Paul Singer‘s Elliott Advisors, one of the most contentious hedge funds in the world, is gearing up for another bitter activist battle. The hedge fund revealed today that it’s taking legal action against Akzo Nobel N.V. (ADR) (OTCMKTS:AKZOY) and Chairman Antony Burgmans after the Dutch paint company shot down a third takeover bid from PPG Industries, Inc. (NYSE:PPG) yesterday, deeming it to be too low.
PPG Industries, Inc. (NYSE:PPG)’s most recent offer of €96.75 ($105.46) per share represents a 24.7% premium on Akzo’s current share price on the Amsterdam Stock Exchange. However, in addition to the price, Akzo also expressed concern over the lack of commitment PPG offered regarding the company’s employees and its environmental interests, with CEO Ton Buechner describing the offer as “undervalued” and demonstrating “a lack of cultural understanding”. Several Dutch politicians have also voiced their opposition to a takeover of Akzo.
Elliott Advisors, which owns 3.25% of Akzo Nobel’s shares, classified the action as “a flagrant breach of Akzo Nobel’s Boards’ fiduciary duties and of Dutch corporate law, and … an arrogant dismissal of recognized principles of proper corporate governance.”
At Insider Monkey, we track insider trading and hedge fund activity to uncover actionable patterns and profit from them. We track over 700 of the most successful hedge funds ever in our database and identify only their best stock picks. Hedge funds are like many other companies in that they bundle products (in this case, stock picks) together and sell them to customers (investors) as a package deal. That means you get their 73rd-best pick along with their best pick, and who wants to pay exorbitant fees for a fund’s 73rd-best idea when you could instead invest in only their best ideas? We are currently offering a 14-day money-back guarantee on our premium newsletters, which include detailed breakdowns of hedge funds’ best performing picks.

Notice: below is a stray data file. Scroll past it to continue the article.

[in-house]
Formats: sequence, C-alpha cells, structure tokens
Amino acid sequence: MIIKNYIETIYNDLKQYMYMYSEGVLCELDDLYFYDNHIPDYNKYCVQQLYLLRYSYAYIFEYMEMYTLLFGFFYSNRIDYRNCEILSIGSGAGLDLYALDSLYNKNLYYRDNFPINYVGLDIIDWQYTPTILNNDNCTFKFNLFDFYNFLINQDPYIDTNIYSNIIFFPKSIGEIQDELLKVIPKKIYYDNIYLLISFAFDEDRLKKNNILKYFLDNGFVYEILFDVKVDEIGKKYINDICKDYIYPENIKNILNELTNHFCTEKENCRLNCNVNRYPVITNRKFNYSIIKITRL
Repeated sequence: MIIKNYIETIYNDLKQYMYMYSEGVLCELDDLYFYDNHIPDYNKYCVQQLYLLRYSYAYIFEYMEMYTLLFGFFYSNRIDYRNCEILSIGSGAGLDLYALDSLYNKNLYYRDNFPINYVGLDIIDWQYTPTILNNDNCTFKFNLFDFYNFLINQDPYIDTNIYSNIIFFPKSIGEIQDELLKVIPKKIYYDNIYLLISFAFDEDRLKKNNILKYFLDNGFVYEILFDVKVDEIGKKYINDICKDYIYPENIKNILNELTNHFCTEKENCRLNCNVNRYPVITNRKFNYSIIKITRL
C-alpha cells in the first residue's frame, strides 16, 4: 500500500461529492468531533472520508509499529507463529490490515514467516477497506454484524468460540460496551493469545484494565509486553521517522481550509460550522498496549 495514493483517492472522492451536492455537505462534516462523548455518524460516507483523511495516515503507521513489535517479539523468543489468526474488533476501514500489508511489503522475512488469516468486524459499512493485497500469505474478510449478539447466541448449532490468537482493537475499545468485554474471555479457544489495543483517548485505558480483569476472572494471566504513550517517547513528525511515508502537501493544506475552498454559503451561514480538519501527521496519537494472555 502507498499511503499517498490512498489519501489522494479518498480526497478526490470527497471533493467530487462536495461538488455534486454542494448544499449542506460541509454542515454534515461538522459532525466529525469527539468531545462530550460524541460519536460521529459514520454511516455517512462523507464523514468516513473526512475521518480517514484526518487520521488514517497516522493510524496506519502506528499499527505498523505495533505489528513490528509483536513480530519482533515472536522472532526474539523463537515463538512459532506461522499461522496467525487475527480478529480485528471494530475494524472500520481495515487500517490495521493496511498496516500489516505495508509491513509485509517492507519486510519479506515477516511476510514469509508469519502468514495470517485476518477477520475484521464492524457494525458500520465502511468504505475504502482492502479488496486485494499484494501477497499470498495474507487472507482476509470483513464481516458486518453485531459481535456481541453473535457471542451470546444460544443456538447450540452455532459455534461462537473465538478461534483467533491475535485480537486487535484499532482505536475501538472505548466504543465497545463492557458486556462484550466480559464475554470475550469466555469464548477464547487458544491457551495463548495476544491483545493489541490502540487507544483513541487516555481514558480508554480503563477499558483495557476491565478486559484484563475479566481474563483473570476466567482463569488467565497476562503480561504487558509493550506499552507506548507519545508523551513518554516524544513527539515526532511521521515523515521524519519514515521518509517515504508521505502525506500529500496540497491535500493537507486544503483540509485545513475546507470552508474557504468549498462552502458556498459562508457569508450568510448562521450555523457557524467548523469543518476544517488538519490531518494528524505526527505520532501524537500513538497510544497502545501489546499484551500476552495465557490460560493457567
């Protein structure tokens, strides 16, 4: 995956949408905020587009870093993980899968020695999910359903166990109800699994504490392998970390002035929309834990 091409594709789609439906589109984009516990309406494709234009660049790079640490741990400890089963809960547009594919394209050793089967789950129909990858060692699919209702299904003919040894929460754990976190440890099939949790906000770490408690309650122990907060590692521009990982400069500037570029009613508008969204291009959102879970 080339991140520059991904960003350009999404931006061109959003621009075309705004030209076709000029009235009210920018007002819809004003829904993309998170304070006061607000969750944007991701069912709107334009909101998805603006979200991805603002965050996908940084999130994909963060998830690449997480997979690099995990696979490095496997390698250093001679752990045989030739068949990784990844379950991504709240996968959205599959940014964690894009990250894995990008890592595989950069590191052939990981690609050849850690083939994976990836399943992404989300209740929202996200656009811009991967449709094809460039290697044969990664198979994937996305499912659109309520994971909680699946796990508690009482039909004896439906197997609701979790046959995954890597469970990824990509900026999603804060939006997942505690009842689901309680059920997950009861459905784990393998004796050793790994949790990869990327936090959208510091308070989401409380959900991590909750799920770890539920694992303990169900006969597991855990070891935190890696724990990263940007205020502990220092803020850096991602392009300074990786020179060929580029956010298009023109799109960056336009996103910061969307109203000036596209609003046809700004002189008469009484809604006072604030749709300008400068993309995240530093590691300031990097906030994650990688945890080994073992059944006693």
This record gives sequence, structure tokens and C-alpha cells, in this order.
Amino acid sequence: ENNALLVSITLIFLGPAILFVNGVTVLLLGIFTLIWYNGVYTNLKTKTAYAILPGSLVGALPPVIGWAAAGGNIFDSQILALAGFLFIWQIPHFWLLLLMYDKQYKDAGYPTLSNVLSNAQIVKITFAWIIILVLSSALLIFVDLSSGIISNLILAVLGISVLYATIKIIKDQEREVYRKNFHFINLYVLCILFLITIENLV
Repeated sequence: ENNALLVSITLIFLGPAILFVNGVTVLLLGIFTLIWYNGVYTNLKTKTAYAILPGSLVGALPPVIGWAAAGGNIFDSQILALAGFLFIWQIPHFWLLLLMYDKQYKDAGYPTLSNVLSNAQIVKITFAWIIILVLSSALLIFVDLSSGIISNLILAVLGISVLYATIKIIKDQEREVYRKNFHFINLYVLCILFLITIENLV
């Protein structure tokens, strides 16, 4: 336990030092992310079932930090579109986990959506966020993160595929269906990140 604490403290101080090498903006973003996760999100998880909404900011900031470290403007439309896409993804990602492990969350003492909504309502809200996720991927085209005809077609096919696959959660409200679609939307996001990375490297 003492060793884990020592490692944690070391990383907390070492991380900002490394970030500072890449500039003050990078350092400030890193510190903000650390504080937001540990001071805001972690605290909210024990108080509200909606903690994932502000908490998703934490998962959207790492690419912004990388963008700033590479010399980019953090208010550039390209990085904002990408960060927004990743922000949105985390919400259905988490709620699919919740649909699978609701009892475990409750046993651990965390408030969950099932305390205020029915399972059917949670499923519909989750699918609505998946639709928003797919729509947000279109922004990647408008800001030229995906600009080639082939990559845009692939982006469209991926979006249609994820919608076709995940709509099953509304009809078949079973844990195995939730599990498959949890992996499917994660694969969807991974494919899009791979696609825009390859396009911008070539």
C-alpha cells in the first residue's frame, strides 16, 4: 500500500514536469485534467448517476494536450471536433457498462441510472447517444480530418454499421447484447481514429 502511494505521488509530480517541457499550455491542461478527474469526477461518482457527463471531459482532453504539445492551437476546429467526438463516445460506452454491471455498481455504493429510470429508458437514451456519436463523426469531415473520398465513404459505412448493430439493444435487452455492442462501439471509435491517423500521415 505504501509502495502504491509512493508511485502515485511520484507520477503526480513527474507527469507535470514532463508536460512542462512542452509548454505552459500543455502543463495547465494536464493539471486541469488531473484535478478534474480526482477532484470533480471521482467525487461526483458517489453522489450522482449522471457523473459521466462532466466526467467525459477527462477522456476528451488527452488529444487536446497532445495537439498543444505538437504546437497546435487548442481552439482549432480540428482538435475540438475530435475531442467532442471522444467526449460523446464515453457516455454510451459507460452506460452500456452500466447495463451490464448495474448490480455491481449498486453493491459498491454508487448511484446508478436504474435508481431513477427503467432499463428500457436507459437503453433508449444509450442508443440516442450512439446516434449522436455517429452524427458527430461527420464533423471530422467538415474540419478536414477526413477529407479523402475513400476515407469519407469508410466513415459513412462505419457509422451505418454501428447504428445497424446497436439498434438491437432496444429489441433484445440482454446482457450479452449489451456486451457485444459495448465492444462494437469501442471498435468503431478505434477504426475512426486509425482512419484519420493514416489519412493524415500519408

Elliott’s legal action will attempt to force the company to hold an extraordinary general meeting (EGM) where shareholders would vote on the status of Burgmans’ employment. The company had previously refused to hold such a meeting after being requested to do so by Elliott, saying that it supported its Chairman. The company also reported Elliott to Dutch regulators at that time, claiming that the hedge fund may have shared sensitive information with PPG.
“Akzo Nobel’s boards continue to demonstrate a disturbing and inexplicable tendency to act in their own, self-entrenching interests and against the interests of shareholders and other stakeholders,” Elliott said in an open letter.
Complicating matters is the fact that even if the Dutch Enterprise Chamber grants Akzo’s shareholders an EGM, it cannot be held for a minimum of 15 days after the ruling, pushing the timeline perilously close to PPG’s June 1 deadline to make a formal bid for Akzo, which the company has said it plans to do.
Should Akzo’s Chairman not be ousted by that point and that offer accepted, PPG would have to wait six months to make another offer.
“PPG continues to believe its proposal is vastly superior in shareholder value creation and provides more certainty to employees and pensioners than Akzo Nobel’s recently announced new stand-alone plan,” PPG said in a news release.
Analysts tend to agree that PPG’s offer would be more lucrative for Akzo shareholders than the company’s stand-alone plan, which calls for it to possibly spin-off its specialty chemicals business and increase its dividend payments to shareholders.